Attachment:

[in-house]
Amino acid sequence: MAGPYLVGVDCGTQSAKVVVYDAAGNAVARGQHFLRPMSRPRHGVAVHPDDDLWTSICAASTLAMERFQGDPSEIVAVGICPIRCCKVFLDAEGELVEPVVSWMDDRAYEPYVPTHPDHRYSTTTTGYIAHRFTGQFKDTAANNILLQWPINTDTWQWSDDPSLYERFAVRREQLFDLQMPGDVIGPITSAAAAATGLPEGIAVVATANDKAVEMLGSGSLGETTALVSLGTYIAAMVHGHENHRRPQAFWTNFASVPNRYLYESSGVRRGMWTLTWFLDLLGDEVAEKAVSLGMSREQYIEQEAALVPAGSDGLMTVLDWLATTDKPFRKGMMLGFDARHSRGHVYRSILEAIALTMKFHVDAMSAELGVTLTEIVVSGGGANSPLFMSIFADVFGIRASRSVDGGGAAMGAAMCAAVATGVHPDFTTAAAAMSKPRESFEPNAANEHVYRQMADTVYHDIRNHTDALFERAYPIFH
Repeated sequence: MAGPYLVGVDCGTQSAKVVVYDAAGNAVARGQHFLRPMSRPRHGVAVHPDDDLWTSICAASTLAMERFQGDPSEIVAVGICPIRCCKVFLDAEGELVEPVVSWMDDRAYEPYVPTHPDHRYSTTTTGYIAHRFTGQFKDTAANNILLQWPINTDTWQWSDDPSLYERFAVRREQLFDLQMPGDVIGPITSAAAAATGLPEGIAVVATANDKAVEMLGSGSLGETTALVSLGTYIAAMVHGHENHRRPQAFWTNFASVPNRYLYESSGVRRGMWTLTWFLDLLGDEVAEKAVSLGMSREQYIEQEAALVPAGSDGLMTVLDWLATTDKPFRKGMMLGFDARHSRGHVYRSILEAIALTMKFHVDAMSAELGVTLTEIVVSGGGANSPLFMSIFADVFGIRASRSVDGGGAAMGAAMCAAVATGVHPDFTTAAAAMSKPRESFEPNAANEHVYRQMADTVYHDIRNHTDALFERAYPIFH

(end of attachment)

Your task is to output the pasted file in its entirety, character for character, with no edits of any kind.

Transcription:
[in-house]
Amino acid sequence: MAGPYLVGVDCGTQSAKVVVYDAAGNAVARGQHFLRPMSRPRHGVAVHPDDDLWTSICAASTLAMERFQGDPSEIVAVGICPIRCCKVFLDAEGELVEPVVSWMDDRAYEPYVPTHPDHRYSTTTTGYIAHRFTGQFKDTAANNILLQWPINTDTWQWSDDPSLYERFAVRREQLFDLQMPGDVIGPITSAAAAATGLPEGIAVVATANDKAVEMLGSGSLGETTALVSLGTYIAAMVHGHENHRRPQAFWTNFASVPNRYLYESSGVRRGMWTLTWFLDLLGDEVAEKAVSLGMSREQYIEQEAALVPAGSDGLMTVLDWLATTDKPFRKGMMLGFDARHSRGHVYRSILEAIALTMKFHVDAMSAELGVTLTEIVVSGGGANSPLFMSIFADVFGIRASRSVDGGGAAMGAAMCAAVATGVHPDFTTAAAAMSKPRESFEPNAANEHVYRQMADTVYHDIRNHTDALFERAYPIFH
Repeated sequence: MAGPYLVGVDCGTQSAKVVVYDAAGNAVARGQHFLRPMSRPRHGVAVHPDDDLWTSICAASTLAMERFQGDPSEIVAVGICPIRCCKVFLDAEGELVEPVVSWMDDRAYEPYVPTHPDHRYSTTTTGYIAHRFTGQFKDTAANNILLQWPINTDTWQWSDDPSLYERFAVRREQLFDLQMPGDVIGPITSAAAAATGLPEGIAVVATANDKAVEMLGSGSLGETTALVSLGTYIAAMVHGHENHRRPQAFWTNFASVPNRYLYESSGVRRGMWTLTWFLDLLGDEVAEKAVSLGMSREQYIEQEAALVPAGSDGLMTVLDWLATTDKPFRKGMMLGFDARHSRGHVYRSILEAIALTMKFHVDAMSAELGVTLTEIVVSGGGANSPLFMSIFADVFGIRASRSVDGGGAAMGAAMCAAVATGVHPDFTTAAAAMSKPRESFEPNAANEHVYRQMADTVYHDIRNHTDALFERAYPIFH